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Saturday, September 22, 2012

Answering Questions on Scripture or related Religious Background: 2 - First Impressions on the 'Jesus had a wife' fragment


The claimed 4th Century A.D. Coptic Fragment submitted anonymously to Harvard University that Karen King says proclaims possibly that Jesus had a wife 

is CLEARLY an intentionally  altered fragment.  It is altered in such a way as to suggest it says something other than the original.




Nor am I alone in having a skeptical eye toward this fragment.

Karen King writes in her 52 page presentation of the fragment 
the following:

The papyrus currently belongs to a private collector.

...its language (Sahidic Coptic) as well as the conditions for the preservation of organic material indicate that it was found in Egypt. Nothing is known about the circumstances of its discovery....

  
…Papyrological and Palaeographical Description
The fragment is a small, honey colored piece of papyrus, measuring c. 4 cm in height by 8 cm in width, inscribed with Coptic letters in black ink. None of the margins are preserved

On the recto (), the papyrus has eight incomplete lines of script (with illegible traces of a ninth), and on the verso (), it has six.7
7 We use the terms recto and verso here to indicate the direction of the fibers, not the position of the folio in the codex. 

...A kollêsis is clearly visible in the middle of the verso. On the left side of the verso, the writing in a section measuring 4 cm in height by 4.6 cm in width has abraded, and the writing in the remaining section on the right is faded. The recto is thus better preserved than the verso.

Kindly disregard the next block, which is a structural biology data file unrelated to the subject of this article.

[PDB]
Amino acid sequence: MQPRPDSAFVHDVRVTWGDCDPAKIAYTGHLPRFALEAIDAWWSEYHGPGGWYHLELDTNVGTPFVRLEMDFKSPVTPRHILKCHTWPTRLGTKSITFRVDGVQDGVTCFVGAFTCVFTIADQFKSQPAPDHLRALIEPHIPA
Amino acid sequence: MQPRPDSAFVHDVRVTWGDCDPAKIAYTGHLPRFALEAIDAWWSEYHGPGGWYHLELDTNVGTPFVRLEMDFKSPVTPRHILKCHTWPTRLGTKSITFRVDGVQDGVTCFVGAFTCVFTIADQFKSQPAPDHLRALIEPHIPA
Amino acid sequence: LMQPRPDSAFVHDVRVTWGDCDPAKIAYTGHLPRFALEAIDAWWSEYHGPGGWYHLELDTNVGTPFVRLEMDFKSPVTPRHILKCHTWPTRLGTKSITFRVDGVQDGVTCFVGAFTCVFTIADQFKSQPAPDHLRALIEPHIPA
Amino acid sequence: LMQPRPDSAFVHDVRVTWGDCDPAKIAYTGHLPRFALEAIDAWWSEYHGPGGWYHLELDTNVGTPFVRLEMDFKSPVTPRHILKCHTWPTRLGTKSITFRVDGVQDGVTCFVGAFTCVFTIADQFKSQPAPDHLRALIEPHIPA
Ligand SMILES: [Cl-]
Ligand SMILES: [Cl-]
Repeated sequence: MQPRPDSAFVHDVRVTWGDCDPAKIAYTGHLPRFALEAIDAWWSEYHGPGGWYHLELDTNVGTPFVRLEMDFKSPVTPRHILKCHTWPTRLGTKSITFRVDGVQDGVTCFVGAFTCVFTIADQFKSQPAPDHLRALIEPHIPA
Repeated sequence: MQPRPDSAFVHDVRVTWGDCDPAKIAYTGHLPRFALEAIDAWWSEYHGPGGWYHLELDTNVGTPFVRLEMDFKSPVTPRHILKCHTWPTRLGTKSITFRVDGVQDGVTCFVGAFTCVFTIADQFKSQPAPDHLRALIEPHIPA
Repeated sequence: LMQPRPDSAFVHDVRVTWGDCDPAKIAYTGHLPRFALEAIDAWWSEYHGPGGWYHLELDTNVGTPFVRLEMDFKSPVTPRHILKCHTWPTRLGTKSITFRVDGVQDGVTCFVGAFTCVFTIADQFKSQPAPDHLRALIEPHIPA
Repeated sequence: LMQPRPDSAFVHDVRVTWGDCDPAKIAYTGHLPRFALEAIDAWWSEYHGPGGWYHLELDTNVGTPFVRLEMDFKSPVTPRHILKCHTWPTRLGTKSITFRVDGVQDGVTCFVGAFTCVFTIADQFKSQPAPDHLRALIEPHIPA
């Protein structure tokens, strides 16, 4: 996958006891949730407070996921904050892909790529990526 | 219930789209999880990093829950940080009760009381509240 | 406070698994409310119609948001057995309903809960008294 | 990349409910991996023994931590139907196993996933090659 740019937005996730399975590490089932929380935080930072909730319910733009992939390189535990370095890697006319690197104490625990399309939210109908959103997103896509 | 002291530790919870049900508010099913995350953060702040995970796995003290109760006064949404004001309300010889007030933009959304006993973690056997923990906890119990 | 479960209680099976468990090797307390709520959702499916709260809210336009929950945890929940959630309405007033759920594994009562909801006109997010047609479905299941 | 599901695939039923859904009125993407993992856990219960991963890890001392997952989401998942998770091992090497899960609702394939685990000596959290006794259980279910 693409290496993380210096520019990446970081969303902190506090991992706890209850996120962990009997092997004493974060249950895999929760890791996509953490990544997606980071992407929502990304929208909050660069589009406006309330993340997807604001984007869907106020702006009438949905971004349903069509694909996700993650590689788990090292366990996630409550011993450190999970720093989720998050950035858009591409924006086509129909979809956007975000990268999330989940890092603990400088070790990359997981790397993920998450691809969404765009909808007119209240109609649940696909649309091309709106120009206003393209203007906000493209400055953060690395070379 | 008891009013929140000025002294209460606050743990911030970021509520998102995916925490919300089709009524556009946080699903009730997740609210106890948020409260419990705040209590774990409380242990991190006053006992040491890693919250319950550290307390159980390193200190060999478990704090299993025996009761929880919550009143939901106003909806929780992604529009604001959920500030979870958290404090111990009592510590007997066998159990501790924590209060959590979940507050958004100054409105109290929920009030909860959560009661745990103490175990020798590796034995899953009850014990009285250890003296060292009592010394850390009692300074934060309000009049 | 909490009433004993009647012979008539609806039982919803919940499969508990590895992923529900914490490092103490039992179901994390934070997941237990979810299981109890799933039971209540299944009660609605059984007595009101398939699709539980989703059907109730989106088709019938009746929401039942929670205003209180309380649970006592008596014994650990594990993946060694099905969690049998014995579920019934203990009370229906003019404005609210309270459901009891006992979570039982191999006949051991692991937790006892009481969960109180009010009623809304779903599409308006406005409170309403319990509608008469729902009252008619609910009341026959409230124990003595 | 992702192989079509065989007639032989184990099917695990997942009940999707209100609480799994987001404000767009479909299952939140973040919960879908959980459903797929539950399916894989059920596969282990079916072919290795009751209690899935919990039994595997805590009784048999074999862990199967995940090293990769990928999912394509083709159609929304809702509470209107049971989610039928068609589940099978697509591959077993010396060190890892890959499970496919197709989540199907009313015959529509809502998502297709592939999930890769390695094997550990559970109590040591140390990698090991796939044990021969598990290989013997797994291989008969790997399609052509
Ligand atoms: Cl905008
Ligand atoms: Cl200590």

Translation
1 ] “not [to] me. My mother gave to me li[fe…”
2 ] The disciples said to Jesus, “.[
3 ] deny. Mary is worthy of it
4 ]……” Jesus said to them, “My wife . .[ [
5 ]… she will be able to be my disciple . . [
6 ] Let wicked people swell up … [
7] As for me, I dwell with her in order to . [

 Given that Jesus is the speaker, the possessive article indicates that he is speaking of his wife.

Copyright © Karen L. King, 2012. Forthcoming Harvard Theological Review 106:1, January 2013

Lines 1 -2 could merely say, "My mother, who gave life to me, use to pose the same questions that the disciples said to Jesus." 

Lines 3 - 4 in relating to Martha's lament abount Mary taking it easy while Martha toiled with being a good host while Jesus visited, could just as easily be in that context.  "Mary is worth of it, of resting in the presence of the LORD and whatsoever Jesus said to them."  Then switching gears, the author could be relating, in Lines 4-5, "My wife related that as Mary was able to be a disciple of Jesus, that she will be able to be my disciple."  And so on.  Is that what was said or anything close to it?  We don't know, but it shows that too much is being made of the false claim that Jesus had a wife.  If that were the case, no end of historical accusations would have raged in the Jewish Talmud, in various anti-Christian histories, and so forth from the second to fourth centuries.  Rather, there is NO credible source, only blind ignorance with blind anti-Christian bias to create controversy and disbelief for the sake of notoriety.



Let us take a step back and examine the picture.


The acclaimed altered manuscript released by Harvard University's Karen King.